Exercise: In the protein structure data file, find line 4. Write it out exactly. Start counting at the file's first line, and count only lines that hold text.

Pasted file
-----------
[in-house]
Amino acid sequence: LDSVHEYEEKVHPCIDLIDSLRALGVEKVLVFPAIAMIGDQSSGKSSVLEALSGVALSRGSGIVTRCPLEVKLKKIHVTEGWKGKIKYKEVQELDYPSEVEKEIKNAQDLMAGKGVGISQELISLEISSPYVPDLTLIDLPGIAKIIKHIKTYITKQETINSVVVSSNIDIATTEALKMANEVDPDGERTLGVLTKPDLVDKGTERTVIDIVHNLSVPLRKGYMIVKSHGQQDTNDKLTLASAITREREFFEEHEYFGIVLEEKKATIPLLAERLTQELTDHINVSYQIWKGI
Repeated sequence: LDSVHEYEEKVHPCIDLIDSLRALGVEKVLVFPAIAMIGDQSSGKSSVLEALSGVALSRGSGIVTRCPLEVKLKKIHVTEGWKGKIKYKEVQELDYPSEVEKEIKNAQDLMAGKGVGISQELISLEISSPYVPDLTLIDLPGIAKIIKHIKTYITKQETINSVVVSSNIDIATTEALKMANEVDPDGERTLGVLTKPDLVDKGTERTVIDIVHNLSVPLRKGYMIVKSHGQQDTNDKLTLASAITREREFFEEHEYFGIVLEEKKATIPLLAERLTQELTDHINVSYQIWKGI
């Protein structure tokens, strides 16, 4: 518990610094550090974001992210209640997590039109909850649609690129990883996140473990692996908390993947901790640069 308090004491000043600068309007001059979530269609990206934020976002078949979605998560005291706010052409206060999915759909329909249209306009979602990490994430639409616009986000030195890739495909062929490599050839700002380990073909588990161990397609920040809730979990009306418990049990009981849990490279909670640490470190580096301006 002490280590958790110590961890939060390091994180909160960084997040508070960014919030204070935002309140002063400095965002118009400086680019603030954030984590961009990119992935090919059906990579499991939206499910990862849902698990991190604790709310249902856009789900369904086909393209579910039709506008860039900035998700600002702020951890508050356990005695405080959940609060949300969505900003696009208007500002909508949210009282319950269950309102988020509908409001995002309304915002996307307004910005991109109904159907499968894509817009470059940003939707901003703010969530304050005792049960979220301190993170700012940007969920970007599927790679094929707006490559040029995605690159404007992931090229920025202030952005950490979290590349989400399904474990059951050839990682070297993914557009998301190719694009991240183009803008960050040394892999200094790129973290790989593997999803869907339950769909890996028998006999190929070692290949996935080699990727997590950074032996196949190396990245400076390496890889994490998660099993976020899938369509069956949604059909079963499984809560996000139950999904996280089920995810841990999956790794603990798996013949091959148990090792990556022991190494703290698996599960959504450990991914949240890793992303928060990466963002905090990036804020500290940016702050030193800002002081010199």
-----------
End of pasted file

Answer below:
């Protein structure tokens, strides 16, 4: 518990610094550090974001992210209640997590039109909850649609690129990883996140473990692996908390993947901790640069 308090004491000043600068309007001059979530269609990206934020976002078949979605998560005291706010052409206060999915759909329909249209306009979602990490994430639409616009986000030195890739495909062929490599050839700002380990073909588990161990397609920040809730979990009306418990049990009981849990490279909670640490470190580096301006 002490280590958790110590961890939060390091994180909160960084997040508070960014919030204070935002309140002063400095965002118009400086680019603030954030984590961009990119992935090919059906990579499991939206499910990862849902698990991190604790709310249902856009789900369904086909393209579910039709506008860039900035998700600002702020951890508050356990005695405080959940609060949300969505900003696009208007500002909508949210009282319950269950309102988020509908409001995002309304915002996307307004910005991109109904159907499968894509817009470059940003939707901003703010969530304050005792049960979220301190993170700012940007969920970007599927790679094929707006490559040029995605690159404007992931090229920025202030952005950490979290590349989400399904474990059951050839990682070297993914557009998301190719694009991240183009803008960050040394892999200094790129973290790989593997999803869907339950769909890996028998006999190929070692290949996935080699990727997590950074032996196949190396990245400076390496890889994490998660099993976020899938369509069956949604059909079963499984809560996000139950999904996280089920995810841990999956790794603990798996013949091959148990090792990556022991190494703290698996599960959504450990991914949240890793992303928060990466963002905090990036804020500290940016702050030193800002002081010199």